The Road text response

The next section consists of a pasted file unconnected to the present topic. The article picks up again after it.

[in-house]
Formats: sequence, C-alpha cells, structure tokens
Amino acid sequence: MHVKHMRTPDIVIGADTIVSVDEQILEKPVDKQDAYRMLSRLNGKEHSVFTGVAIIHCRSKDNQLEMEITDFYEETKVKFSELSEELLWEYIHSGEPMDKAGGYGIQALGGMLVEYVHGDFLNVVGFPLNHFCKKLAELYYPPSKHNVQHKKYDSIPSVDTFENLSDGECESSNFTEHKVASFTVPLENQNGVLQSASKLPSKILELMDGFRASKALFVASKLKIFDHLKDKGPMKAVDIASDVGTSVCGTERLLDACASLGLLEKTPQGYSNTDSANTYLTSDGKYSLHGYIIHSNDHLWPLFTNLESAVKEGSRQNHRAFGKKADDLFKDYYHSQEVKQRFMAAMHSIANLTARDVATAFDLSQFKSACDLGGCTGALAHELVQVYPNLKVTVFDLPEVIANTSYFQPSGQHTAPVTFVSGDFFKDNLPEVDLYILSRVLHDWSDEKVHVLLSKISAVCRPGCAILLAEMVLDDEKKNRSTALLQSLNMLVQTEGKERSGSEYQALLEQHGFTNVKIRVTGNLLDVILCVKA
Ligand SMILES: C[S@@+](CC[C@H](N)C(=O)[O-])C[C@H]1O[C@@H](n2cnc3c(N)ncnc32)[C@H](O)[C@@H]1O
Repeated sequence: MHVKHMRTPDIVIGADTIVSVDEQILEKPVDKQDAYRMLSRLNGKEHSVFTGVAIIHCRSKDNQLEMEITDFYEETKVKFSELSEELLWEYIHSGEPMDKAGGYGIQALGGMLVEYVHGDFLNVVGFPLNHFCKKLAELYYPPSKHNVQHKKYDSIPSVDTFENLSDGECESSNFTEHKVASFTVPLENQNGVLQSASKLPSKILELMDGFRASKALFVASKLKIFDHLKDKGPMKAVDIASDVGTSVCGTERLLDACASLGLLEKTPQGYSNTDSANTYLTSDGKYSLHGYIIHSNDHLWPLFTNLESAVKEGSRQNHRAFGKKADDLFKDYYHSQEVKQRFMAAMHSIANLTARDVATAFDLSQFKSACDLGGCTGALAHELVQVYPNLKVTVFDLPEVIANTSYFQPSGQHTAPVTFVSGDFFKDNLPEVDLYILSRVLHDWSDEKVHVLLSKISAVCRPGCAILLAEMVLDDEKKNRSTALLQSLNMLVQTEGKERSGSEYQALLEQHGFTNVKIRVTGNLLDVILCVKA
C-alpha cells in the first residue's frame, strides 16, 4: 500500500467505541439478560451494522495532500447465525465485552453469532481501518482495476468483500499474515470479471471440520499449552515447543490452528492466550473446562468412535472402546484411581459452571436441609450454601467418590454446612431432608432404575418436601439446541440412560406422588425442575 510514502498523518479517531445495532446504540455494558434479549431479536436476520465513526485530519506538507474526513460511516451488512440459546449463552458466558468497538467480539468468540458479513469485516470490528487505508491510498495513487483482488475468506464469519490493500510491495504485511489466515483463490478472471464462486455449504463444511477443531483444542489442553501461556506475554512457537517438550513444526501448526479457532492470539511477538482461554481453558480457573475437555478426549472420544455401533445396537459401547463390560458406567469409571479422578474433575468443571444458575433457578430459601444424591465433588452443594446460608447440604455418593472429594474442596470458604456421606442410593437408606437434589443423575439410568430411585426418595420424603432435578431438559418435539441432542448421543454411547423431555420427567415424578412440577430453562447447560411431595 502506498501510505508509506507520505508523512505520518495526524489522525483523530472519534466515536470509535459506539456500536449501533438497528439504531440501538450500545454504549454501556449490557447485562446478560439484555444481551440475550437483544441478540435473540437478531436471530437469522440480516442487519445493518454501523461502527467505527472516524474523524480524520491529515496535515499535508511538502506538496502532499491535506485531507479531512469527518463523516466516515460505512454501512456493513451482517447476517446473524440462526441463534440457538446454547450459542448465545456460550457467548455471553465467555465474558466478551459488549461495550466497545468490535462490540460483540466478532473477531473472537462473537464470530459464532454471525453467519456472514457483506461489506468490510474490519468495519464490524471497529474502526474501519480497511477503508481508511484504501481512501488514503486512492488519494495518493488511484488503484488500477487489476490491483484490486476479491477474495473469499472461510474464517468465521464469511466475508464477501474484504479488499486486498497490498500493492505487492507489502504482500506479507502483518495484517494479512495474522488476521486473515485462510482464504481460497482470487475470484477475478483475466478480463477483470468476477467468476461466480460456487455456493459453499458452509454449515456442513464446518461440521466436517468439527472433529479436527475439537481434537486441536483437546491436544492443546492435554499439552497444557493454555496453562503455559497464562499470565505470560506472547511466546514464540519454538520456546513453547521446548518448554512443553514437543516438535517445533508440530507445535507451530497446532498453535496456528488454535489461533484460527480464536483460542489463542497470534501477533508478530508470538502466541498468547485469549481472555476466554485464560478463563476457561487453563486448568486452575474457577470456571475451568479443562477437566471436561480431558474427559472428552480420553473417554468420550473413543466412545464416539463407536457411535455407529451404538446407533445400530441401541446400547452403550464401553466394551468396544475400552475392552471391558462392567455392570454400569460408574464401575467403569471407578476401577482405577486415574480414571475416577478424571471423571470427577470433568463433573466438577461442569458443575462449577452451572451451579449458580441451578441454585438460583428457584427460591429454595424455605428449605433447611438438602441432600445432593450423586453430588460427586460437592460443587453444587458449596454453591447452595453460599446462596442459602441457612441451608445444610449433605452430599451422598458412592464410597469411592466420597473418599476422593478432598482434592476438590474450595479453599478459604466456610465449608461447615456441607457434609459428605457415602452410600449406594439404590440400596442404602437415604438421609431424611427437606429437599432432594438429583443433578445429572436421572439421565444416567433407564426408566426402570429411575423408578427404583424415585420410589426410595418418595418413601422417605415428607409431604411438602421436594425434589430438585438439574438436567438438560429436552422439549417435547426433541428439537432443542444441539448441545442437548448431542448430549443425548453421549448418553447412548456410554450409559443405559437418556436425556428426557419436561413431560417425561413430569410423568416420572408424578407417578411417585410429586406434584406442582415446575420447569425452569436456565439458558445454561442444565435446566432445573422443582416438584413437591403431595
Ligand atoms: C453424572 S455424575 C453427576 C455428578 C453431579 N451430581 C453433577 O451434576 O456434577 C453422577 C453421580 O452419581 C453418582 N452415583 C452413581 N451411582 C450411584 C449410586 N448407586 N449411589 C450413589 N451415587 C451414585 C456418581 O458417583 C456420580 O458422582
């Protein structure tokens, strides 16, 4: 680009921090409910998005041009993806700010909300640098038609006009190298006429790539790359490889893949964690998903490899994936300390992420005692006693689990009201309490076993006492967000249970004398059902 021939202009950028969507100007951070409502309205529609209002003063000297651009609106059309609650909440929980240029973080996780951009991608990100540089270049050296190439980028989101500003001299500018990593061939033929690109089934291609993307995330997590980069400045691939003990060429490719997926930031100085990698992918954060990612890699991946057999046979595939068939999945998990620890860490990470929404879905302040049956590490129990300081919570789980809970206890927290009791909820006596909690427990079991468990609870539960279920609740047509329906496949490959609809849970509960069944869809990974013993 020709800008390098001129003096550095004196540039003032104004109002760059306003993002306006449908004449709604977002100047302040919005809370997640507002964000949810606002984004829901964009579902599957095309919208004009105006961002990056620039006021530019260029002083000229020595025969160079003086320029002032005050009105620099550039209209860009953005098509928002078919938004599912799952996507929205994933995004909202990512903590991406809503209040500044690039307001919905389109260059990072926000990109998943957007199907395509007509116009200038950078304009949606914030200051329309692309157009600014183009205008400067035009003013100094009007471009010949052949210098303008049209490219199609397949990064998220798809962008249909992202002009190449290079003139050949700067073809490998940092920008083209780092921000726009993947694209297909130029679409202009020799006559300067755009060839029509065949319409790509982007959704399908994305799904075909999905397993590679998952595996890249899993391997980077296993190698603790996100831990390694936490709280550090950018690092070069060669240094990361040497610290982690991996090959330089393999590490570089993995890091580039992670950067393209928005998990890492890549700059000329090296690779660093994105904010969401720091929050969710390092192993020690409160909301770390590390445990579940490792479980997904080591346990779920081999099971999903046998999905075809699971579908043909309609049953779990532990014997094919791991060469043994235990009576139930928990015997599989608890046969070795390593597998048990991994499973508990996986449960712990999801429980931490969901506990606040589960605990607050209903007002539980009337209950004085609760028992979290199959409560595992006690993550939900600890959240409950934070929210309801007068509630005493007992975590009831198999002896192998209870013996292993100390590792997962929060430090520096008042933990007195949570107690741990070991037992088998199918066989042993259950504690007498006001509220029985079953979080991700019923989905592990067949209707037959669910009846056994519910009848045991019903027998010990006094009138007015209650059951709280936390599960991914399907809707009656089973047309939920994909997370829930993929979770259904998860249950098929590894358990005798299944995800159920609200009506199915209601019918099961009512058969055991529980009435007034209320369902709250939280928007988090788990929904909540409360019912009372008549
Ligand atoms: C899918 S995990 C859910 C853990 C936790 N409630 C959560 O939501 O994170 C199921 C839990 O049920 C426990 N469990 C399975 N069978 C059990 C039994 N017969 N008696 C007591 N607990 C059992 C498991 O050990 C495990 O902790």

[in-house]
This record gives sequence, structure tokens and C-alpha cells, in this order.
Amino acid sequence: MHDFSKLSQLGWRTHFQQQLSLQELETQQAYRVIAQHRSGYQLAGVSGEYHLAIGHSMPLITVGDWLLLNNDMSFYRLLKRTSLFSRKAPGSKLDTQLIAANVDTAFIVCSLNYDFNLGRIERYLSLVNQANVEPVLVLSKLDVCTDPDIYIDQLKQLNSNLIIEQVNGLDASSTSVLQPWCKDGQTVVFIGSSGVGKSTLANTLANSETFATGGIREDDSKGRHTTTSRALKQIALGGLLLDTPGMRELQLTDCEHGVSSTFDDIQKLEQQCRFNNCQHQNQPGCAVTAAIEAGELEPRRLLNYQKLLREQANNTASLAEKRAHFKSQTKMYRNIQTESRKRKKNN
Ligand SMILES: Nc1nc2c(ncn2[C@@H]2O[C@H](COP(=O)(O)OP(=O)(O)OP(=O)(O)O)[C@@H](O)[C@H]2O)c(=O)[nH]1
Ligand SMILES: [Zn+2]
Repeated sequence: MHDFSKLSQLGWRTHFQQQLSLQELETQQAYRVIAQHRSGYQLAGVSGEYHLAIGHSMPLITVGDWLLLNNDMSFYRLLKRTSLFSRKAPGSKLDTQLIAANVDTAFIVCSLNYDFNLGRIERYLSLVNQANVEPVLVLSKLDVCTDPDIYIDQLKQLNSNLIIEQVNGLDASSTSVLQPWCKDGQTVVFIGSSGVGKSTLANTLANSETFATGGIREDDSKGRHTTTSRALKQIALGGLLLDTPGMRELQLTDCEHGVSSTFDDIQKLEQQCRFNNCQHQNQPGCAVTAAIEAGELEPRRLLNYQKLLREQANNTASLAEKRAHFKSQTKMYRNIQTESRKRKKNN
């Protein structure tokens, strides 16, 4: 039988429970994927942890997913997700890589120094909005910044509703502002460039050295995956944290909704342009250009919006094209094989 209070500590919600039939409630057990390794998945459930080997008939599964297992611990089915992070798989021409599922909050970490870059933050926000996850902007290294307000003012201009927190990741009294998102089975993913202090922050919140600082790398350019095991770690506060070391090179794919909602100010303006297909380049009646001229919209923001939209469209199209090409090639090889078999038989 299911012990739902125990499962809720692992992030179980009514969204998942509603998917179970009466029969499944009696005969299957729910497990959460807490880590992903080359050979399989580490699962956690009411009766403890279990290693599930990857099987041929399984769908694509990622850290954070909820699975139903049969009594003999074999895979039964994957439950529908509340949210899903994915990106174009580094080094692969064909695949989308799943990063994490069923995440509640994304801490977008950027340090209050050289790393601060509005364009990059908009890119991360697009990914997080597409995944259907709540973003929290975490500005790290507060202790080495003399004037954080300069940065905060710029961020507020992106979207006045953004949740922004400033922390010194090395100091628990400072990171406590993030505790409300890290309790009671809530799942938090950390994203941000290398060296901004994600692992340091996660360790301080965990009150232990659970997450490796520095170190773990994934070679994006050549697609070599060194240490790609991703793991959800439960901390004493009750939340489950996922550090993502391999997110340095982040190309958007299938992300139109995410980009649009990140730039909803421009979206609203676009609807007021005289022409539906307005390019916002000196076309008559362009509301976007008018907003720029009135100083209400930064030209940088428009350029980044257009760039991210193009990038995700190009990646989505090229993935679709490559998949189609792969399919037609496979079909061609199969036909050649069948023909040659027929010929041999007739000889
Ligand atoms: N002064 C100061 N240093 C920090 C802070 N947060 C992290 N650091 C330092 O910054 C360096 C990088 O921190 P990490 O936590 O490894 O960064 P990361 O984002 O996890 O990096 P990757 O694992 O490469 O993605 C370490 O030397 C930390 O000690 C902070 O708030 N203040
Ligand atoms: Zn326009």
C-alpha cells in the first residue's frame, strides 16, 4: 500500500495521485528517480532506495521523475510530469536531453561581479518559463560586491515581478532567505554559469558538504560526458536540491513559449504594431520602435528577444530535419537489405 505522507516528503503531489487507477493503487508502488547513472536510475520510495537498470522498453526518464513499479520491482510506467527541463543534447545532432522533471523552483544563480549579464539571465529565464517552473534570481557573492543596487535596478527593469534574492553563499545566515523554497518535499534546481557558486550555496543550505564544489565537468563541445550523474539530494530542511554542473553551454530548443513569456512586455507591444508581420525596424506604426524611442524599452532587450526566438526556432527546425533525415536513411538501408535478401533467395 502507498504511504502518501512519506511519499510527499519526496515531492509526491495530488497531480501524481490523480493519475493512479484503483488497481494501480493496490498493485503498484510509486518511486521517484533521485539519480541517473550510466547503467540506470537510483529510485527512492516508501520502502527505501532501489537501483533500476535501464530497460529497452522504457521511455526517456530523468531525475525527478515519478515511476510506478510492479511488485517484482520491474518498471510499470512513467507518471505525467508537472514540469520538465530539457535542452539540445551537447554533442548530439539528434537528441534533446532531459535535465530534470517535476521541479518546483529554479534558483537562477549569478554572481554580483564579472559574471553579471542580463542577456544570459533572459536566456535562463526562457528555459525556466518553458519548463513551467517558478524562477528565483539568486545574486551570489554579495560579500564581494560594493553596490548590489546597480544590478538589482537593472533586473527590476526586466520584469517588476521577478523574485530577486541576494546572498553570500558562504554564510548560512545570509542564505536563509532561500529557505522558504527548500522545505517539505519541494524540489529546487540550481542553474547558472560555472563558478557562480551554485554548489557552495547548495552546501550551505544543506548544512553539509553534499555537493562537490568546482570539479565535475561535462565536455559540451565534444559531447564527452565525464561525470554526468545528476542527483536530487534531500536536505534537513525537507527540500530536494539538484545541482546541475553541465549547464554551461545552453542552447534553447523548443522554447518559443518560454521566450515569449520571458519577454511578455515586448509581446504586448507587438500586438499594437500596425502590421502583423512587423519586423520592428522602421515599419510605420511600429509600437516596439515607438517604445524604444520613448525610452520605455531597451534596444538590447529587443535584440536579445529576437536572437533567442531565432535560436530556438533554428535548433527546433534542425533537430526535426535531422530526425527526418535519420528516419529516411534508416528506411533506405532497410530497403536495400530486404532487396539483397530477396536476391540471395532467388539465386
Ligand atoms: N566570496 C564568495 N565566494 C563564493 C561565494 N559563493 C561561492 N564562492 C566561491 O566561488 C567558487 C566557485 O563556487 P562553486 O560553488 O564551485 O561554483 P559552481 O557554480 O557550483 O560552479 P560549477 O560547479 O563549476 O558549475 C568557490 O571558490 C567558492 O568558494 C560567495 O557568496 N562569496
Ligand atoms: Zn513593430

How does Cormac McCarthy entertain his readership in his text, The Road? Cormac McCarthy’s novel The Road, winner of such highly acclaimed awards such as the 2007 Pulitzer Prize for fiction and the James Tait Black Memorial Award, is based in the dystopian, post apocalyptic world that is North America. It follows the journey undertaken by a father and son who follow the road from the north to the south of America in search of a warmer climate. However, their journey is not straightforward. The storyline reveals the state of anarchy that society has become, and how the slow but guaranteed demise of the human race has pushed the last remaining people to resort to surviving by any means necessary. All moral and ethical codes are forgotten, as murder, theft and cannibalism are exercised by some. The quality that differentiates the father and son from the other desperate survivors is their unwavering religious beliefs and moral code, which is portrayed in the storyline as them continuing to live as the ‘good guys’. This theme prevails no matter what problem they may face. An example of this theme used by the author is when the father and son find a fellow survivor near death. Rather than either ignore the man and carry on, or view him as a source of nutrition, they give him a meal and stay with him for the night, giving him comfort, company and warmth with a fire. The writing style that Cormac McCarthy uses is one that is both simplistic and extremely detailed. These styles come together to create descriptive phrases that make the reader feel that they are a part of the masterpiece. McCarthy uses a brilliant mix of figurative language and symbolism, which is the reason that Cormac McCarthy is able to consistently and thoroughly entertain his readership throughout the text. The use of language, and in particular for this novel the figurative language, is always a big gamble with success and failure. The way he conforms his writing...
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